The User Perspective

I was a computer and GNU/Linux newbie once. Alas, it was such a relatively long time ago that I don’t remember the associated feeling anymore. Of course, I do see the difference between a user-friendly desktop environment or GNU/Linux distribution and one that is geared towards experienced users or even veterans. Especially, when I’m dead tired after a 12-hour working day! That was one of the reasons I embraced the GNOME3 experience as part of my Fedora 23 and openSUSE Leap/Tumbleweed escapade. Gladly, habits die hard and I’m back with the lean and simple Manjaro Linux.

While helping out some fledgeling GNU/Linux users, I noticed that there is a drastic correlation between the number of competent computer users and the user-friendliness of a GNU/Linux distribution. No rocket science here. The real catch is that in a user-friendly GNU/Linux distribution much more manpower is needed to maintain the expected array of functionalities. However, there are less technically-inclined users to provide the requisite manpower. Tricky business, right? People come to take, because a distribution advertizes itself as there for the taking. Also, it’s much easier to take than to give.

I can empathize with newbie computer and GNU/Linux users, though I don’t always understand them. To me helping someone and giving advice is a two-sided coin. It’s not only about them receiving the answer, but also about them digesting it. To my complete dismay, the latter is often lacking and I am left with a response which will never be understood by my recipient. One of the rules governing our beautiful universe is that there are no simple answers. They can be simplified or generalized, sure. Who do they do justice, though?

I think this is not a problem of modern computing, but of modern society. Taking is easy and talking is cheap. People should learn and we GNU/Linux users should teach them that in order to take, one should also give something in return. That’s the only way intellectual barter can work.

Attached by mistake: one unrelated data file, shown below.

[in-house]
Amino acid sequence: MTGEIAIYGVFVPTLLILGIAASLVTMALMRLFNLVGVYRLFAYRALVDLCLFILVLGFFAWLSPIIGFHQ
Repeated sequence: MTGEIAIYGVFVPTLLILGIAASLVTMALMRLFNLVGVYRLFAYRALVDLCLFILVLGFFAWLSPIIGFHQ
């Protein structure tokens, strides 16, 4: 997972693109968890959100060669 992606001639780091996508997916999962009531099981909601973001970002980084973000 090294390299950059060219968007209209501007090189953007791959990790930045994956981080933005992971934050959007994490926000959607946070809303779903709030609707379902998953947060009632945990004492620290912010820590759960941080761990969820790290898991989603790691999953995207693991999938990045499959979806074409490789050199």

2 thoughts on “The User Perspective

  1. i dont really disagree with any of this, but i think what youre describing makes a lot more sense on another level entirely.

    to refactor the entire thing, make it about education, design, and expectations. the design occasionally includes decisions that dont make a lot of sense, and many “fixes” make even less sense when theyre more about expectations than design. on top of this, education has failed over time and expectations start to be built around “well, i didnt get an education so i would just like to use what i know.”

    i dont think arbitrary changes to the gnu/linux ecosystem are going to help (if they might, i hope i dont have to endure too many.) but thats because i went to the trouble of learning a perfectly good way already. i dont feel a need to learn again using a bad design.

    people that come over from other systems probably feel the same way, and things are finally (to my dismay) being made to cater to them. this doesnt address the problem a lot more than your post does, because honestly we are just getting started. but i sympathize, in a way. and its a huge mess, in my opinion.

    the easiest solution in the long run is to make certain there are real choices. but the main choice that people build in is “take it or leave it,” even when theyve removed one choice to put in another! like i said, its a mess. and its hurting the one feature that gnu/linux should be best known for: reliability. weve stopped shooting ourselves in one foot, reloaded, and moved on to the other. i hope we can make it right, and still have a leg to stand on.


    • I think it’s a very thoughtful comment, thank you :). I also think that at the moment GNU/Linux suffers more from a dwindling choice of everything (DEs, tools, etc.) for the sake of catering to a possible influx of new Windows and Mac OS X users. Sadly, these new users will not be able to support the ecosystem, because they simply don’t know how. So the rift between Us and Them increases and we have to double our legwork to remain comfortable. However, as I said, this seems to be a broader problem not only limited to GNU/Linux :).

      Liked by 1 person

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